The Duties of Directors – Health and Safety Compliance
4 Deaths on a Construction Site: Director of Company in Default Fined and Sentenced to Imprisonment
The Duties of Directors are many, but none are more important than complying with Health and Safety regulations. In this article, we look at The Health and Safety Executive’s (‘HSE’) investigation into the conduct of two companies and a director in a large civil engineering project that tragically resulted in 4 deaths. Heavy fines for the companies involved and a prison sentence (suspended) for the director was the result.
Background to the Case
The parties involved were: Claxton Engineering Services Ltd and Encompass Project Management Ltd (‘the Companies’) and Mr David Groucott of Diss, Norfolk (‘the Director’) of Encompass Project Management Ltd.
Workers at an excavation site in Norfolk were constructing a large steel structure as part of the foundation for a Pressure Test Facility (‘PTF’) at Claxton Engineering Services in Great Yarmouth. The structure, weighing around 32 tonnes, collapsed on the group of workers who, tragically, were all pronounced dead at the scene.
The group were working for Hazegood Construction Limited, as a contractor for Encompass Project Management Ltd, who was the principal contractor for the services.
An investigation conducted by the HSE found serious flaws in the planning, management and monitoring of the project on the part of the Companies and the Director.
In total the Companies were fined £700,000 and ordered to pay costs of £150,000 as a result of breaches of Regulation 9(1)(a) of the Construction (Design and Management) Regulations 2007 and Section 3(1) of the Health and Safety Act 1974, respectively.
What are a Client’s duties in relation to arrangements for managing projects?
These duties include:
“Every client shall take reasonable steps to ensure that the arrangements made for managing the project (including the allocation of sufficient time and other resources) by persons with a duty under these Regulations (including the client himself) are suitable to ensure that:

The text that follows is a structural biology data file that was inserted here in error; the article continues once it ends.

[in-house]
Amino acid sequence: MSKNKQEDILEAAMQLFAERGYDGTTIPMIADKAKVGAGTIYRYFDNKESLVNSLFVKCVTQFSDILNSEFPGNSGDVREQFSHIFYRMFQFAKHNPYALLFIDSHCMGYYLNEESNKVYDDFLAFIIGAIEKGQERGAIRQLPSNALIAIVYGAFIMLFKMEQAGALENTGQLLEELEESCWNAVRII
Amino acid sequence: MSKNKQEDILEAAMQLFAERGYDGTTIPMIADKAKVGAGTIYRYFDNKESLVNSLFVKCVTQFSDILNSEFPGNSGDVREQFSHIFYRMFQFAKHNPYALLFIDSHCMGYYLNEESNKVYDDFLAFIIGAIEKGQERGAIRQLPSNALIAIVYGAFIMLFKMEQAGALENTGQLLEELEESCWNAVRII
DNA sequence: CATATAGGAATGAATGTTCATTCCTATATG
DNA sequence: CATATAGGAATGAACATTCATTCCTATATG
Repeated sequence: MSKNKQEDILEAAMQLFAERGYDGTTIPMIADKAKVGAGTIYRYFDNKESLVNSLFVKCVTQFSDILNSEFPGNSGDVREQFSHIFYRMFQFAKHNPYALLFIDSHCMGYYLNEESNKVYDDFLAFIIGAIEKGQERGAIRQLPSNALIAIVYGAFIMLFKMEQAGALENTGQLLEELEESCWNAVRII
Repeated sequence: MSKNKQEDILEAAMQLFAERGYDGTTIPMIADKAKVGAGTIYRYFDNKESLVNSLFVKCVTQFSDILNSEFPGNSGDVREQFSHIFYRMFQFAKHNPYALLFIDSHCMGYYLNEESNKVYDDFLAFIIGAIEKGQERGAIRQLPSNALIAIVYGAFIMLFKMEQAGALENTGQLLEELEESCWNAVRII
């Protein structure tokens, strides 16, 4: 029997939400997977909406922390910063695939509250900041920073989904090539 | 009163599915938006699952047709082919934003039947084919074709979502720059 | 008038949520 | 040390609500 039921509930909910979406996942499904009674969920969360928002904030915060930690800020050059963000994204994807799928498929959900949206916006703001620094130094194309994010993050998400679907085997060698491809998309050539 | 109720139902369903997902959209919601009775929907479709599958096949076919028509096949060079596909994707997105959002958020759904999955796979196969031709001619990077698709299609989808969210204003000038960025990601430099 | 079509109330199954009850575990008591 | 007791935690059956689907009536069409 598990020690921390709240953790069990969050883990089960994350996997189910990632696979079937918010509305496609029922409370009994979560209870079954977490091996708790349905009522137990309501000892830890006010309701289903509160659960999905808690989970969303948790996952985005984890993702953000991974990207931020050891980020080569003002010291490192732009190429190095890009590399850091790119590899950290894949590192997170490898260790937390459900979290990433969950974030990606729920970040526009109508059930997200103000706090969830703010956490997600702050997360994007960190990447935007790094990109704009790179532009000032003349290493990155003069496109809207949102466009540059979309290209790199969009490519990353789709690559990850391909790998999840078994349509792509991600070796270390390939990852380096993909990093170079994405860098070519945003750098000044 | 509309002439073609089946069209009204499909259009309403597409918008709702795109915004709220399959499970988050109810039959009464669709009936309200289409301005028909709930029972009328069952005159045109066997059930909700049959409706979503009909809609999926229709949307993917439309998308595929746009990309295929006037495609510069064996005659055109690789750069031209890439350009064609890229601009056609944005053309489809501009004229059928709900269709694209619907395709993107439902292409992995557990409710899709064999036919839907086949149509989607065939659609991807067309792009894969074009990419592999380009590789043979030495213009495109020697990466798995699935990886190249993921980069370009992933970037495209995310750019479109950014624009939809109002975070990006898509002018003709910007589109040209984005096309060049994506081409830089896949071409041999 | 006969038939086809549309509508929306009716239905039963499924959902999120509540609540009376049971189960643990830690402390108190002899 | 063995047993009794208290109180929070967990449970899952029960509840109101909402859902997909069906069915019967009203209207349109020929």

(a) the construction work can be carried out so far as is reasonably practicable without risk to the health and safety of any person…”
The General duties of employers and self-employed to persons other than their employees.
“It shall be the duty of every employer to conduct his undertaking in such a way as to ensure, so far as is reasonably practicable, that persons not in his employment who may be affected thereby are not thereby exposed to risks to their health or safety.”
The Director also Failed in His Duties by Breaching the Health and Safety at Work Act
Further to this, the Director pleaded guilty to breaching section 37(1) of the Health and Safety at Work Act 1974. That section requires:
Offences by bodies corporate
- “Where an offence under any of the relevant statutory provisions committed by a body corporate is proved to have been committed with the consent or connivance of, or to have been attributable to any neglect on the part of, any director, manager, secretary or other similar officer of the body corporate or a person who was purporting to act in any such capacity, he as well as the body corporate shall be guilty of that offence and shall be liable to be proceeded against and punished accordingly.”
Breaching the duties of directors in relation to Health and Safety is a serious offence. The Director was sentenced to a seven and half month custodial sentence, suspended for two years. The Director was also ordered to pay costs of £7,500 and complete 200 hours of unpaid community work within 12 months.
What the Health and Safety Executive Said
HSE Construction Division Head of Operations Annette Hall said:
“Those sentenced today failed the four workers who died. They didn’t carry out their legal duties, leading to the events which caused their deaths.
This was a long term, large scale and complex civil engineering project which needed to be planned, designed, managed and monitored effectively. The tragedy here is that, in the months leading up to the accident, any one of these parties could and should have asked basic questions about building the structure safely. Such an intervention could have avoided the tragic outcome of this entirely preventable accident.”
Comment on this Duties of Directors and Companies Case
Had both of the Companies and the Director complied with their duties, first and foremost the tragic deaths would not have occurred. In addition, the Companies and the Director would have avoided the reputational and financial damage caused by their lack of compliance with the law. The case is a reminder that compliance with Health and Safety legislation is a necessity for directors, and the duties they owe.
It is also a salutary reminder of the criminal enforcement action the HSE will take if there is a failure to comply and that company directors will be pursued personally.
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If you have any questions regarding your duties as a company director under Health and Safety legislation, and the effect of non-compliance, please contact us or call us today on 0121 200 7040 for a FREE, no obligation initial chat.